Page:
Map of the projected project as of June 2014 by the Army Corp of Engineers.
The Army Corp of Engineers has released an update to their Coastal Wetland Restoration Project for the City of Port Clinton. The affected area of the project is west of the City Beach on Perry Street, east of Derby Pond at Waterworks Park, north of Perry Street. Originally the project was listed as a $2.5 million dollar project, but after some reconsideration, the bill for the project, as proposed now, has dropped to $1,257,500.
“To save cash and to be equally affective, the ponds will be deeper so there will still be water exchange,” said Port Clinton Mayor Vince Leone. “Originally there was a pipe system that was going to go in, but it was too costly.”
Right now the coastal wetland in the projected area currently provides little quality habitat for coastal species, including migratory birds. The area now is characterized by an abundance of non-native, invasive plant species, including phragmite. The existing wetland is also cut off from external water sources of surface water, such as upland lake connections, that would provide adequate water input and exchange.
“Phragmites is such an invasive species it takes 5 years to kill,” said Mayor Leone. “The city is taking over responsibility of spraying the area and starting in the fall we will be spraying the preserve area all the way down the Portage River to start to kill the phragmites. The spraying will take place every spring and fall for the next 5 years.”
The projected number that the city would be contributing to the project is $332,000. This would include the property value, spraying and is also projected to be covered by grants and volunteer hours to cut the immediate cost.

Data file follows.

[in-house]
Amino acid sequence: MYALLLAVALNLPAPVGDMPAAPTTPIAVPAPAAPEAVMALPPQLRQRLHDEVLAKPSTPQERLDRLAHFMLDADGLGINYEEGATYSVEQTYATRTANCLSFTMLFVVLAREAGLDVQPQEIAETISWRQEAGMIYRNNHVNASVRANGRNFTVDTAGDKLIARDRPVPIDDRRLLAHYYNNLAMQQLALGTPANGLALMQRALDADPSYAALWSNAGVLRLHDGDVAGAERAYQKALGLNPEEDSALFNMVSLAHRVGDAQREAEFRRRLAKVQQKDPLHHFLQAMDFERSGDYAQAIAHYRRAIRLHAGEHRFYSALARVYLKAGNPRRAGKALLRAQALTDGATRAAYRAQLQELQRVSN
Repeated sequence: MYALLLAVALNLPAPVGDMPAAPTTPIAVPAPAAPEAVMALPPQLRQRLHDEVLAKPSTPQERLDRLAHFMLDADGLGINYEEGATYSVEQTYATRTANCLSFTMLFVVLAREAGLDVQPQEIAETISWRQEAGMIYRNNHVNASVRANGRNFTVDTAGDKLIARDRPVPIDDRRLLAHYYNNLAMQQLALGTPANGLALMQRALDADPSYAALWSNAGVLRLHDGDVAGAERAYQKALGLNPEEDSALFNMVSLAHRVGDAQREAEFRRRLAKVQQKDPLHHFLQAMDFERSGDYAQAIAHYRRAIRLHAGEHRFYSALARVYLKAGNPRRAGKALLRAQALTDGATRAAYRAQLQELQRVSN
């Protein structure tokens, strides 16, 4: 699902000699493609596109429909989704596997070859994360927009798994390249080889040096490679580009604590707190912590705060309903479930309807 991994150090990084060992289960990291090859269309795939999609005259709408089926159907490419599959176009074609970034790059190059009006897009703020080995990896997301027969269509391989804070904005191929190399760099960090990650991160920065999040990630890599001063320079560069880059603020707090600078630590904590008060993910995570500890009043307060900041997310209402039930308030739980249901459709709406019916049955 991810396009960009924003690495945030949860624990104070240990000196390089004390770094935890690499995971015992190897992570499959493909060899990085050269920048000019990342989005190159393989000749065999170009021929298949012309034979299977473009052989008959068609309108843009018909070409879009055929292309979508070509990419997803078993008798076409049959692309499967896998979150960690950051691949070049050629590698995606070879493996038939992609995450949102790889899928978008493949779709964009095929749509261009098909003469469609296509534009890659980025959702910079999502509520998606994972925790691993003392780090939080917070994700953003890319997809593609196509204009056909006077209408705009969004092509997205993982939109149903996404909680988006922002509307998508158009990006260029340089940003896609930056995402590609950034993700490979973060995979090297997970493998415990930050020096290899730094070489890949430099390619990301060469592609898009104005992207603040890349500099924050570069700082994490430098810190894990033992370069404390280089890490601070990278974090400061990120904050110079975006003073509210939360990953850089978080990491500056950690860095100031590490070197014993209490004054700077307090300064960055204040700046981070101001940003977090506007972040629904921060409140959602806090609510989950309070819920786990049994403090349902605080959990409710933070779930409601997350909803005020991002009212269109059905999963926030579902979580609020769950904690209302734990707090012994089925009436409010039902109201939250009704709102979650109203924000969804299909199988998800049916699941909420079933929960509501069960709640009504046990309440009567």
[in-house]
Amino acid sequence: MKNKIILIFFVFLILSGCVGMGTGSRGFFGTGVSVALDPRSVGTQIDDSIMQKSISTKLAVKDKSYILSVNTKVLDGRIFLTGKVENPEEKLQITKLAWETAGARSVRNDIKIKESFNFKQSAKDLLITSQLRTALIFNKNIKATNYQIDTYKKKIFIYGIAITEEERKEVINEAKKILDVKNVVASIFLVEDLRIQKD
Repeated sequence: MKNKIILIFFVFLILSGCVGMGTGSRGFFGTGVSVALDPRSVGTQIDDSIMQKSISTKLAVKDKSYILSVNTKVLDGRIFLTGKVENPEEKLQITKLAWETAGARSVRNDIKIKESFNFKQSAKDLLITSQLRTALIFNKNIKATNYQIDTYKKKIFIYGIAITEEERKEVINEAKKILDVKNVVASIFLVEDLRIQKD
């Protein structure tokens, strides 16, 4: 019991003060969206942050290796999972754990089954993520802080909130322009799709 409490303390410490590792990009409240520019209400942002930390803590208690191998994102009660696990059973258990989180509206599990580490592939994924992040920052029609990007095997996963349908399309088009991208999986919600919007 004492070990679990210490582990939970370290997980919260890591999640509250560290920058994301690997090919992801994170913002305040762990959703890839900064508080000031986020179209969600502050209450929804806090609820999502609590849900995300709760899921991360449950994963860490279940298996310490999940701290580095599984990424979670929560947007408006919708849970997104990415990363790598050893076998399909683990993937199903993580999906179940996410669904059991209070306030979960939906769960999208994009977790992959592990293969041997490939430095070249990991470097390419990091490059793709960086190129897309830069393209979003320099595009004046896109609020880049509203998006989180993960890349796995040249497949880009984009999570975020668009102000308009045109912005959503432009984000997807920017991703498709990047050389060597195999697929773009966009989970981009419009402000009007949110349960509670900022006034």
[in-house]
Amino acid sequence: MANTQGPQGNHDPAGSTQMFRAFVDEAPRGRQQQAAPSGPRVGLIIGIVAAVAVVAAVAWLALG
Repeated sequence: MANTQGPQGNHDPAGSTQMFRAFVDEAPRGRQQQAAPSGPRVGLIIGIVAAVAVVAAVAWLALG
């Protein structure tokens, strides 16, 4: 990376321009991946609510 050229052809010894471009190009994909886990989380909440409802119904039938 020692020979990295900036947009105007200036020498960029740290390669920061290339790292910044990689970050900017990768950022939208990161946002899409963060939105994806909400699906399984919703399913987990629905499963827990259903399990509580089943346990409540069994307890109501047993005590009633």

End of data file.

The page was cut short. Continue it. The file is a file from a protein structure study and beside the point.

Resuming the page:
Right now anything done to the area on the preserve needs to be put in writing and approved by the Black Swamp Conservancy; this includes all tasks and maintenance.
“We are working with Mike Libben of Ottawa Soil and Water to come up with a continuing plan to submit to the Black Swamp Conservancy for the restoration,” said Mayor Leone.
The restoration plan will introduce non-invasive, local plant life that will prevent the phragmites from returning. The plan also proposes the introduction of sand dunes and grasslands which will naturally filter the water. The walkway in the area is also planned to be enhanced. The projected restoration will also result in the expansion of coastal wetland habitat, increased habitat quality and improved water quality.
“This is a continuous project,” said Mayor Leone, “the biggest part of the project will take place in 2016, but we are starting the process this fall. This is a projected project, nothing is set in stone as of now. The Army Corp of Engineers wants and needs public opinion on the project and they will be conducting public input meetings to collect that information.”